The last few months have been hard, no doubt, the news more distressing by the hour, but there is still something perversely groupthinkish in the fact that the impulse of resistance has homed in on the same book, and that a measure of opposition to the horrors of the Trump administration is the climb of “1984” to No. 1 on Amazon.

There is much in Orwell’s novel, in fact, that translates poorly into the contemporary moment. From its texture of material deprivation, the loosely packed cigarettes and boiled cabbages recalling wartime rationing in Britain, to its portrayal of Ingsoc, Big Brother and various Ministries (Truth, Peace, Love, Plenty), all of which assume control by a heavily centralized State, it is a work very much of the ’40s as experienced by an English intellectual.

In “Amusing Ourselves to Death,” the American media critic Neil Postman in fact argued that Huxley’s novel was far more relevant than Orwell’s when it came to the United States, where the dominant mode of control over people was through entertainment, distraction, and superficial pleasure rather than through overt modes of policing and strict control over food supplies, at least when it came to managing the middle classes.

Three decades after Postman’s account, when we can add reality television, the internet and social media to the deadly amusements available, “Brave New World” can still seem strikingly relevant in its depiction of the relentless pursuit of pleasure.

From the use of soma as a kind of happiness drug to the erasure of the past not so much as a threat to government, as is the case in Orwell’s dystopia, but as simply irrelevant (“History is bunk”), Huxley marked out amusement and superficiality as the buttons that control

His relentless focus on the body, too, seems inspired, his understanding of what Michel Foucault identified as “biopolitics,” extending to the individual body as well as to entire populations and, in “Brave New World,” playing out as a eugenic system based on caste, class, race, looks and size.

As for his depiction of the “savage reservation” in New Mexico, this seems to foreshadow the fetishization of the natural on the part of one of the most artifice-ridden populations in the history of the world.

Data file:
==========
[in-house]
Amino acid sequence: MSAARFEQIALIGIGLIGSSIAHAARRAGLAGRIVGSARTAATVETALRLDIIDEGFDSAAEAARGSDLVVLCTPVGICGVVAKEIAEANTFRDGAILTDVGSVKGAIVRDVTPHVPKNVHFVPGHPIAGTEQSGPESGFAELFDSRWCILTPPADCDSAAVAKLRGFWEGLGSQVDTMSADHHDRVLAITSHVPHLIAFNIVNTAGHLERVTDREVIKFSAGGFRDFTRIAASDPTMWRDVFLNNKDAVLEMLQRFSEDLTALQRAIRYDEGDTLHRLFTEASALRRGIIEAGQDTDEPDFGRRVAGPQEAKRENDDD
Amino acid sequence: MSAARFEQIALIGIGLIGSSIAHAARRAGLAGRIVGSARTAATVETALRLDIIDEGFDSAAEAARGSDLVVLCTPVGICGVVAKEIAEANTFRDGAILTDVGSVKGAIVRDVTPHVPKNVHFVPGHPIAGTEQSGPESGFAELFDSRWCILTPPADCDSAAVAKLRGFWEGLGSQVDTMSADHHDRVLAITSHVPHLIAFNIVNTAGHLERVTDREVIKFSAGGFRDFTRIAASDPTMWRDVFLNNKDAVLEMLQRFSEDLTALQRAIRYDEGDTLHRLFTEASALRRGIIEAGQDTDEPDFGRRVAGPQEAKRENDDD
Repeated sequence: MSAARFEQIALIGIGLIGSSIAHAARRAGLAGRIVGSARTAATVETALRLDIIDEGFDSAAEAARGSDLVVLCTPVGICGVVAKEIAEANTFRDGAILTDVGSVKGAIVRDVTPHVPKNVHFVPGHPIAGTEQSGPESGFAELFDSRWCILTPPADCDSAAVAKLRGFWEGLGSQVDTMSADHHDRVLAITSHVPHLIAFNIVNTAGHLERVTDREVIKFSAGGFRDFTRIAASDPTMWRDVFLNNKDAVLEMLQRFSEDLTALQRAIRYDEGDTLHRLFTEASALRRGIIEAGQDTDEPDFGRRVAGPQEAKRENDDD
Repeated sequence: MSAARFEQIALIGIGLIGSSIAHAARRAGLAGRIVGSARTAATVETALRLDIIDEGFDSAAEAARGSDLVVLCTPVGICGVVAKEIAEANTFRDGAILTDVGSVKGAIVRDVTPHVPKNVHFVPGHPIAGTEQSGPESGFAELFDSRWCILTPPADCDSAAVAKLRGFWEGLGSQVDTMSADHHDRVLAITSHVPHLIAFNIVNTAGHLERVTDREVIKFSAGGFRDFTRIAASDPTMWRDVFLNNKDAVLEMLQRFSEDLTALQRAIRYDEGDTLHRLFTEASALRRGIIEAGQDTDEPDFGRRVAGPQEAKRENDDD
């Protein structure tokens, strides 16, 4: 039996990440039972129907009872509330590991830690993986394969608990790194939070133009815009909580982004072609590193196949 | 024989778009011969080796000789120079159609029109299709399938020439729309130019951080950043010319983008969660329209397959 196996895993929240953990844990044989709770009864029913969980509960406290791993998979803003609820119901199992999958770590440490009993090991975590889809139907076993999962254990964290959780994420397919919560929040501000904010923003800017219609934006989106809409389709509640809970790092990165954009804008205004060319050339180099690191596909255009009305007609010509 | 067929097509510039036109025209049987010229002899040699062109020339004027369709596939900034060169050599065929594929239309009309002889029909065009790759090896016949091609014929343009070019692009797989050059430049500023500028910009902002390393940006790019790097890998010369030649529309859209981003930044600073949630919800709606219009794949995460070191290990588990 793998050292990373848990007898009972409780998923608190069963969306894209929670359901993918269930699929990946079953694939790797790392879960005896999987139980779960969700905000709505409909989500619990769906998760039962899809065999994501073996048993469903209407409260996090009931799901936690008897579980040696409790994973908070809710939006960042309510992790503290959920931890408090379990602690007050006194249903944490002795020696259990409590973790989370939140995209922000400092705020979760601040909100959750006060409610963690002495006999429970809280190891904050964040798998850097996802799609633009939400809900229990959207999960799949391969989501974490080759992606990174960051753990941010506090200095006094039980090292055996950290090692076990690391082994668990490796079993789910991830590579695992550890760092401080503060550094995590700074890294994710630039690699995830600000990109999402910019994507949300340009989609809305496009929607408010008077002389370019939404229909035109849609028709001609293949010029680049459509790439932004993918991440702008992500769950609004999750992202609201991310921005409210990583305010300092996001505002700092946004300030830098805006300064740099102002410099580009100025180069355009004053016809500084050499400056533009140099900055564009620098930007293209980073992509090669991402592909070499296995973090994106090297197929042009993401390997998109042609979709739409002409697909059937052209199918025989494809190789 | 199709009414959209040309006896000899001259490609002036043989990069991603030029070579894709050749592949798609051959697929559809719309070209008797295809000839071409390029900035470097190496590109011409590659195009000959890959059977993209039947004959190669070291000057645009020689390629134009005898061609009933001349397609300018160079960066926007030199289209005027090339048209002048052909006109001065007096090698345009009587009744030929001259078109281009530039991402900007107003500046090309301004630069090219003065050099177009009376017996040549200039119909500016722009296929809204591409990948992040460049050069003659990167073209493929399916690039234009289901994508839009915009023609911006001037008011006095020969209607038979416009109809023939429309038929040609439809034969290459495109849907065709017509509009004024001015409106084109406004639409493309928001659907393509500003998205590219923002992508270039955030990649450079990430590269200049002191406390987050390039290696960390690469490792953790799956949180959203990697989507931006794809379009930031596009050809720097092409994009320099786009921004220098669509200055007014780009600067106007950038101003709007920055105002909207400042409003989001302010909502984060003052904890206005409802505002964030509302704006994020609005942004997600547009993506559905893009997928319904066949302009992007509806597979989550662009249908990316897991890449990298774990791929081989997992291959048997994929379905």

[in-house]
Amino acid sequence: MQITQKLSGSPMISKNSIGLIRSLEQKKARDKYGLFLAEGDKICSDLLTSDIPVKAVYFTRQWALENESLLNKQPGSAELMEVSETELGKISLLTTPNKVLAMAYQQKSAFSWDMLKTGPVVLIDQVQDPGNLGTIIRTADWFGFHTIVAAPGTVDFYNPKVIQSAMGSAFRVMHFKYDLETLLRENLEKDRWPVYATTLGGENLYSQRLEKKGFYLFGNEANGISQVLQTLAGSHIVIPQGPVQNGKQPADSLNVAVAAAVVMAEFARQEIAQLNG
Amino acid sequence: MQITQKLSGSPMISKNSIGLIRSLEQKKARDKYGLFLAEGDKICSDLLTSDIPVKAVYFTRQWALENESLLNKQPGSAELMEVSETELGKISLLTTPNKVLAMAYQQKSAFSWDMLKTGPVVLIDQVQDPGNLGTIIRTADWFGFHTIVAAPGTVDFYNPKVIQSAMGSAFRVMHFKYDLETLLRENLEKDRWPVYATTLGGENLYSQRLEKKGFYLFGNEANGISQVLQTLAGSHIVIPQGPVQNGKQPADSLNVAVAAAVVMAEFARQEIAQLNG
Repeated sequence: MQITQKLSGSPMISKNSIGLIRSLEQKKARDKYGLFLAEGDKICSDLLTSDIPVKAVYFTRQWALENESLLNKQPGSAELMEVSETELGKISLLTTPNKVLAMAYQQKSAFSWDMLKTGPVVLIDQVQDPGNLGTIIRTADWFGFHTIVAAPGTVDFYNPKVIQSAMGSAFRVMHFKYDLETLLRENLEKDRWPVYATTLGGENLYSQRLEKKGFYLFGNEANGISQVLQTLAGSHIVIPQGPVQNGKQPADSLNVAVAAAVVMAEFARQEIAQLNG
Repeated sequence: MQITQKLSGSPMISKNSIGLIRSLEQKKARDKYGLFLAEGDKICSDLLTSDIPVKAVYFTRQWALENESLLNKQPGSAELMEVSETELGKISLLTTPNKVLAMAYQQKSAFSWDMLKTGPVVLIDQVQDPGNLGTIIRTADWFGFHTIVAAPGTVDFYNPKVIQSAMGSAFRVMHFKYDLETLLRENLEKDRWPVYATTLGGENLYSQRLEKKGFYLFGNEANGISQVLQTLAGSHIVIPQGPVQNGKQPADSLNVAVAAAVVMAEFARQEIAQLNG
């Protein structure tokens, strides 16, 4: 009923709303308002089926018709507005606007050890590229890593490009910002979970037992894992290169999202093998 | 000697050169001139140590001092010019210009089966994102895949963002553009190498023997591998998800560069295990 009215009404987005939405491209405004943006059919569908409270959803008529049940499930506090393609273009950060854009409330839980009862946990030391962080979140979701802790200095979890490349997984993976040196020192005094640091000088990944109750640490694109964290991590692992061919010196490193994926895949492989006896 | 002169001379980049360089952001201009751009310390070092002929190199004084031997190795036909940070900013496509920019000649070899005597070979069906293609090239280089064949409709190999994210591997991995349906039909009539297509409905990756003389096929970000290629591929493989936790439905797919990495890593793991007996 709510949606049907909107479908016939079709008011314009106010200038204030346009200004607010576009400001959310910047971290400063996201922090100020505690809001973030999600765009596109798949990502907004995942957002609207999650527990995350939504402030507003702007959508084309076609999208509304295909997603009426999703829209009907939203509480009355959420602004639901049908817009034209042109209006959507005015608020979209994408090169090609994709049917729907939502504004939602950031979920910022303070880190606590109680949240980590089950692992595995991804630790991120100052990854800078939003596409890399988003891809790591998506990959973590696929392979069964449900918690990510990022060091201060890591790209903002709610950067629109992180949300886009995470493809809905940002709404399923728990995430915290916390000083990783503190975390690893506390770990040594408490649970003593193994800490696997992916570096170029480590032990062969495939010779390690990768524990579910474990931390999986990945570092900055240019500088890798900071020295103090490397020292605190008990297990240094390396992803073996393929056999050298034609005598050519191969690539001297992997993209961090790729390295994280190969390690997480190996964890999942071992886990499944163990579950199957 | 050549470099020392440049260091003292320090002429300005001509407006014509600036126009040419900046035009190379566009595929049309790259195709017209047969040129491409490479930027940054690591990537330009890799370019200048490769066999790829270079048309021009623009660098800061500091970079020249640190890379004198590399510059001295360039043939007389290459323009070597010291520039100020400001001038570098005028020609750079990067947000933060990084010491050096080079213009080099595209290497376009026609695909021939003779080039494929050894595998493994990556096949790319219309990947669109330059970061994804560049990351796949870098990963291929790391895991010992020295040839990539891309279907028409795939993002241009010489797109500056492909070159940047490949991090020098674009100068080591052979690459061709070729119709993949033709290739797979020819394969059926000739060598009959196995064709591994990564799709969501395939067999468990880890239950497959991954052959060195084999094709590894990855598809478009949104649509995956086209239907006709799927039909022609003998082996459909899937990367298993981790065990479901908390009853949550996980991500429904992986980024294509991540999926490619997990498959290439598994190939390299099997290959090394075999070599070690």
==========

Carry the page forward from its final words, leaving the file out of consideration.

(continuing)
A great deal funnier, subtler and darker than Orwell’s book, Huxley’s satire nevertheless has its limitations.

A World State? Games of escalator squash? In any case, why stop at one of two books, as if the literary realm must mimic the denuded, lesser-of-two-evils choices of electoral politics?

There are other powerful fictional dystopias that speak to the United States of today, including a significant portion of the oeuvre of Philip K. Dick and Octavia E. Butler.

There is J.G. Ballard’s hallucinatory Reagan-era “Hello America,” with a future United States that has many contending presidents, including President Manson, who plays nuclear roulette in Las Vegas.

Why not read Cormac McCarthy’s “The Road” and Sandra Newman’s “The Country of Ice Cream Star” and Anna North’s “America Pacifica” and Emily St. John Mandel’s “Station Eleven” and Claire Vaye Watkins’s “Gold Fame Citrus” and Vanessa Veselka’s “Zazen” and Paolo Bacigalupi’s “The Water Knife”?

If the world is going dark, we may as well read as much as possible before someone turns off the light.

What sort of Democracy the Greater Middle East plan has for the Moslem World? (Dec. 30, 2005)

Under the threatening banner of fighting terrorism in the Greater Middle East (GME) region and installing democracy and freedom of speech instead of extremist Islamic salafist religious’ dogmas the USA and its allies are encouraging civil wars among the people and splintering the region into smaller and smaller self governing state-nations. Every civilian killing attempts perpetrated every where in the World are labeled a terrorist act and the perpetrators heaped on the Al Qaeda group which was supposed to have been wiped out in Afghanistan or in most instances blamed on other Islamic extremist offshoots.

Meanwhile, the Western Nations are enacting laws restricting freedom of speech in Media and publications, extracting war executive orders to detaining of suspects without due legal recourse, spying on their own citizens and listening on communication calls against the rules of law in the name of fighting terrorists’ plans and their organizational and financial resources and capabilities.  The political atmosphere in the USA and many European countries is heading toward applying Martial Laws and these restrictive and restraining climates against Liberty and Freedom could be viewed as training sessions for the coming open war.